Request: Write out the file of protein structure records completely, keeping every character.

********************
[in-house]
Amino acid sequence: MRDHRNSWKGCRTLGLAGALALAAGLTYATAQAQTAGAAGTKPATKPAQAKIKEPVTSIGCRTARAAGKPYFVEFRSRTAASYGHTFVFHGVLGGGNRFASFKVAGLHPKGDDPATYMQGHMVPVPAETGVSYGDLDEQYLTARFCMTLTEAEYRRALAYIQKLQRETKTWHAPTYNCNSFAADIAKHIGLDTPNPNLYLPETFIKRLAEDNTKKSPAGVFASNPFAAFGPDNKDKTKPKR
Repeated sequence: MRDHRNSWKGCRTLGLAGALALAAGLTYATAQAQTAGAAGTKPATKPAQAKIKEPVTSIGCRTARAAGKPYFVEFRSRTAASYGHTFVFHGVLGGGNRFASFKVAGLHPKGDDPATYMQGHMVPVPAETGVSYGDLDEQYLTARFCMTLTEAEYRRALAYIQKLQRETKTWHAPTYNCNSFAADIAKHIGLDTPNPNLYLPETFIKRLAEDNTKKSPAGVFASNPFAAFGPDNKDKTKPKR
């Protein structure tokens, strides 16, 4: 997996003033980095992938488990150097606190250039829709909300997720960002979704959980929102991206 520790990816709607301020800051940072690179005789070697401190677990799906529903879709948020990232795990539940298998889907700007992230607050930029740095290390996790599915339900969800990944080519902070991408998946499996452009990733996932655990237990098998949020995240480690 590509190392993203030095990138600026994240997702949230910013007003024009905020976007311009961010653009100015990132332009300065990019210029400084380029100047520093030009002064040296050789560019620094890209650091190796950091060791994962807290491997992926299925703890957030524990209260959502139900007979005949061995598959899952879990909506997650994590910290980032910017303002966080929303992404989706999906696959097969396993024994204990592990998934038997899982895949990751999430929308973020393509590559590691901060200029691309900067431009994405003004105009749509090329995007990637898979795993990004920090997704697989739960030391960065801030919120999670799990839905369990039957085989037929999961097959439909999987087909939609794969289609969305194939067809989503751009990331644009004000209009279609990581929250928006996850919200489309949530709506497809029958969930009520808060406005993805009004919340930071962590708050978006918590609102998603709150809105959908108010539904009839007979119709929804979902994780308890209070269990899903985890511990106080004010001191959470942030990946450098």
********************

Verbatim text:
[in-house]
Amino acid sequence: MRDHRNSWKGCRTLGLAGALALAAGLTYATAQAQTAGAAGTKPATKPAQAKIKEPVTSIGCRTARAAGKPYFVEFRSRTAASYGHTFVFHGVLGGGNRFASFKVAGLHPKGDDPATYMQGHMVPVPAETGVSYGDLDEQYLTARFCMTLTEAEYRRALAYIQKLQRETKTWHAPTYNCNSFAADIAKHIGLDTPNPNLYLPETFIKRLAEDNTKKSPAGVFASNPFAAFGPDNKDKTKPKR
Repeated sequence: MRDHRNSWKGCRTLGLAGALALAAGLTYATAQAQTAGAAGTKPATKPAQAKIKEPVTSIGCRTARAAGKPYFVEFRSRTAASYGHTFVFHGVLGGGNRFASFKVAGLHPKGDDPATYMQGHMVPVPAETGVSYGDLDEQYLTARFCMTLTEAEYRRALAYIQKLQRETKTWHAPTYNCNSFAADIAKHIGLDTPNPNLYLPETFIKRLAEDNTKKSPAGVFASNPFAAFGPDNKDKTKPKR
């Protein structure tokens, strides 16, 4: 997996003033980095992938488990150097606190250039829709909300997720960002979704959980929102991206 520790990816709607301020800051940072690179005789070697401190677990799906529903879709948020990232795990539940298998889907700007992230607050930029740095290390996790599915339900969800990944080519902070991408998946499996452009990733996932655990237990098998949020995240480690 590509190392993203030095990138600026994240997702949230910013007003024009905020976007311009961010653009100015990132332009300065990019210029400084380029100047520093030009002064040296050789560019620094890209650091190796950091060791994962807290491997992926299925703890957030524990209260959502139900007979005949061995598959899952879990909506997650994590910290980032910017303002966080929303992404989706999906696959097969396993024994204990592990998934038997899982895949990751999430929308973020393509590559590691901060200029691309900067431009994405003004105009749509090329995007990637898979795993990004920090997704697989739960030391960065801030919120999670799990839905369990039957085989037929999961097959439909999987087909939609794969289609969305194939067809989503751009990331644009004000209009279609990581929250928006996850919200489309949530709506497809029958969930009520808060406005993805009004919340930071962590708050978006918590609102998603709150809105959908108010539904009839007979119709929804979902994780308890209070269990899903985890511990106080004010001191959470942030990946450098």